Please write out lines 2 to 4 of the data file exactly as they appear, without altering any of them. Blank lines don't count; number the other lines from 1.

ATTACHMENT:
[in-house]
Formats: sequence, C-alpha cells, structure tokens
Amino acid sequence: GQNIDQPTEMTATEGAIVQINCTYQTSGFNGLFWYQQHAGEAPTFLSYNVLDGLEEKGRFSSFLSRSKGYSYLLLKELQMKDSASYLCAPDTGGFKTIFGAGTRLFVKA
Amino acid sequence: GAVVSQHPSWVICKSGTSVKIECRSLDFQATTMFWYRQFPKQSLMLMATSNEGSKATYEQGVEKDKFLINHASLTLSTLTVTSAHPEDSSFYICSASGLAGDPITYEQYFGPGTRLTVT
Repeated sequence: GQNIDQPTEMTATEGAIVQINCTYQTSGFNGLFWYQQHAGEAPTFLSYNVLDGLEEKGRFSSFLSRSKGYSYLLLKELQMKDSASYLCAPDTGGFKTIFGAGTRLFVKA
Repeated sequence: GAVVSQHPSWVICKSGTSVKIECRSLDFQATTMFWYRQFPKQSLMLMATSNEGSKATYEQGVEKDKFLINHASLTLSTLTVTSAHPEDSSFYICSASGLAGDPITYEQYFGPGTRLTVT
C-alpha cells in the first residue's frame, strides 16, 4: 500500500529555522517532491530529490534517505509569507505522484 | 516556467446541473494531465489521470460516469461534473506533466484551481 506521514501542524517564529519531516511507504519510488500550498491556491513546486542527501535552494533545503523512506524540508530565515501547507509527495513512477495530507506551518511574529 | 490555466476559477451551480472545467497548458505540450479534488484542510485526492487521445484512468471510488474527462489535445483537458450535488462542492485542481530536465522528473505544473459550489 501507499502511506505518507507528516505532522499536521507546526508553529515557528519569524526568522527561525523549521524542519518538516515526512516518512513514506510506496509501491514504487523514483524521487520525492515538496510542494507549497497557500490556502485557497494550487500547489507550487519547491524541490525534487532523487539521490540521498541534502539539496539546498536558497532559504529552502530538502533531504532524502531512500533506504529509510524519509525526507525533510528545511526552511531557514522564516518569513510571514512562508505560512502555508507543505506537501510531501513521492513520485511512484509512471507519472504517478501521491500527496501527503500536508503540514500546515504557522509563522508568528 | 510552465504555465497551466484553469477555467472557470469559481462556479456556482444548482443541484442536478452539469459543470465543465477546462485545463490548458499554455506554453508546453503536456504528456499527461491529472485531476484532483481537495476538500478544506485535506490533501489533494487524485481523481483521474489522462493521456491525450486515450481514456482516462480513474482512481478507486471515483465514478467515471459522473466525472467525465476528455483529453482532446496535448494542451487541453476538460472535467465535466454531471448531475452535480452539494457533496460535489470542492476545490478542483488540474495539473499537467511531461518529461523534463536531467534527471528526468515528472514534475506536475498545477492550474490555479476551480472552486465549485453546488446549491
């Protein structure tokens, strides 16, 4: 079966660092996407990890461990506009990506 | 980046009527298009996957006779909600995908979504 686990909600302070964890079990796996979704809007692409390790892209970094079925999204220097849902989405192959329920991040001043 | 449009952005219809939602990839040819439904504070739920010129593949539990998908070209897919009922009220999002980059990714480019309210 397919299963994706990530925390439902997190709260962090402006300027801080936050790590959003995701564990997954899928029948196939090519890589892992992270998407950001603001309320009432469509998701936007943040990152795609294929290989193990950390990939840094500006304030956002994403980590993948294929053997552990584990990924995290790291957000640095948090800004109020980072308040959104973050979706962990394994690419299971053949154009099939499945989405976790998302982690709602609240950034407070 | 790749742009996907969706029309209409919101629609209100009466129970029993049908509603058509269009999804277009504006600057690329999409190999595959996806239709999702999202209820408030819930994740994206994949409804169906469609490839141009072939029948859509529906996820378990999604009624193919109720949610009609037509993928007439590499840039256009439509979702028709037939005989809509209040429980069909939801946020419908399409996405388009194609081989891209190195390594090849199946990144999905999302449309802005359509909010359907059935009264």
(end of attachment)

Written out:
Formats: sequence, C-alpha cells, structure tokens
Amino acid sequence: GQNIDQPTEMTATEGAIVQINCTYQTSGFNGLFWYQQHAGEAPTFLSYNVLDGLEEKGRFSSFLSRSKGYSYLLLKELQMKDSASYLCAPDTGGFKTIFGAGTRLFVKA
Amino acid sequence: GAVVSQHPSWVICKSGTSVKIECRSLDFQATTMFWYRQFPKQSLMLMATSNEGSKATYEQGVEKDKFLINHASLTLSTLTVTSAHPEDSSFYICSASGLAGDPITYEQYFGPGTRLTVT